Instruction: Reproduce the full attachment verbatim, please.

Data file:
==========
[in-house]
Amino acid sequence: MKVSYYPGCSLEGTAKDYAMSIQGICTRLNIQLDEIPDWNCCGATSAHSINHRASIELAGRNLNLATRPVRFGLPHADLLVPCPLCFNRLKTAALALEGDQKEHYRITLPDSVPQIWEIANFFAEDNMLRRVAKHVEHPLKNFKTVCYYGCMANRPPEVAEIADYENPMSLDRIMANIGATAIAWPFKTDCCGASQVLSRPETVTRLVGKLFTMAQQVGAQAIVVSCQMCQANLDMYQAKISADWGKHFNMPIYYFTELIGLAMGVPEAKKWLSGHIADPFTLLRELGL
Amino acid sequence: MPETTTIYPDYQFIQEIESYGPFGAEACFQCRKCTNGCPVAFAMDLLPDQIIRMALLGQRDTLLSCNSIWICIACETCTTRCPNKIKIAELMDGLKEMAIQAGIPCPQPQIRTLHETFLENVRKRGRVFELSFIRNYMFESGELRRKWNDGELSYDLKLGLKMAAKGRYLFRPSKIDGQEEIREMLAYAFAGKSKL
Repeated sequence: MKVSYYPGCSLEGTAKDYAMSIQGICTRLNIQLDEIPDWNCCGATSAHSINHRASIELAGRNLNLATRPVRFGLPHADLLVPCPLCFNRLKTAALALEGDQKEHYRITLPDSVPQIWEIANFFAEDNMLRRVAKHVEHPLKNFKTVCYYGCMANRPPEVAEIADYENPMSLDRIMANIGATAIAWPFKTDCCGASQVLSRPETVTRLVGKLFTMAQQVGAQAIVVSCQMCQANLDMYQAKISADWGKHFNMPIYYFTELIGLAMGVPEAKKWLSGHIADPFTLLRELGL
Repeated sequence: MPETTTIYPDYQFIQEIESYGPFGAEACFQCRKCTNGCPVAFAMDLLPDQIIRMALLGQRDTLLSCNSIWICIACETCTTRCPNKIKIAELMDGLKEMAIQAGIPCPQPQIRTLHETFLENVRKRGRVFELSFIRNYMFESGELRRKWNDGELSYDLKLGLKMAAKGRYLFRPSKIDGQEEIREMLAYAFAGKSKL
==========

[in-house]
Amino acid sequence: MKVSYYPGCSLEGTAKDYAMSIQGICTRLNIQLDEIPDWNCCGATSAHSINHRASIELAGRNLNLATRPVRFGLPHADLLVPCPLCFNRLKTAALALEGDQKEHYRITLPDSVPQIWEIANFFAEDNMLRRVAKHVEHPLKNFKTVCYYGCMANRPPEVAEIADYENPMSLDRIMANIGATAIAWPFKTDCCGASQVLSRPETVTRLVGKLFTMAQQVGAQAIVVSCQMCQANLDMYQAKISADWGKHFNMPIYYFTELIGLAMGVPEAKKWLSGHIADPFTLLRELGL
Amino acid sequence: MPETTTIYPDYQFIQEIESYGPFGAEACFQCRKCTNGCPVAFAMDLLPDQIIRMALLGQRDTLLSCNSIWICIACETCTTRCPNKIKIAELMDGLKEMAIQAGIPCPQPQIRTLHETFLENVRKRGRVFELSFIRNYMFESGELRRKWNDGELSYDLKLGLKMAAKGRYLFRPSKIDGQEEIREMLAYAFAGKSKL
Repeated sequence: MKVSYYPGCSLEGTAKDYAMSIQGICTRLNIQLDEIPDWNCCGATSAHSINHRASIELAGRNLNLATRPVRFGLPHADLLVPCPLCFNRLKTAALALEGDQKEHYRITLPDSVPQIWEIANFFAEDNMLRRVAKHVEHPLKNFKTVCYYGCMANRPPEVAEIADYENPMSLDRIMANIGATAIAWPFKTDCCGASQVLSRPETVTRLVGKLFTMAQQVGAQAIVVSCQMCQANLDMYQAKISADWGKHFNMPIYYFTELIGLAMGVPEAKKWLSGHIADPFTLLRELGL
Repeated sequence: MPETTTIYPDYQFIQEIESYGPFGAEACFQCRKCTNGCPVAFAMDLLPDQIIRMALLGQRDTLLSCNSIWICIACETCTTRCPNKIKIAELMDGLKEMAIQAGIPCPQPQIRTLHETFLENVRKRGRVFELSFIRNYMFESGELRRKWNDGELSYDLKLGLKMAAKGRYLFRPSKIDGQEEIREMLAYAFAGKSKL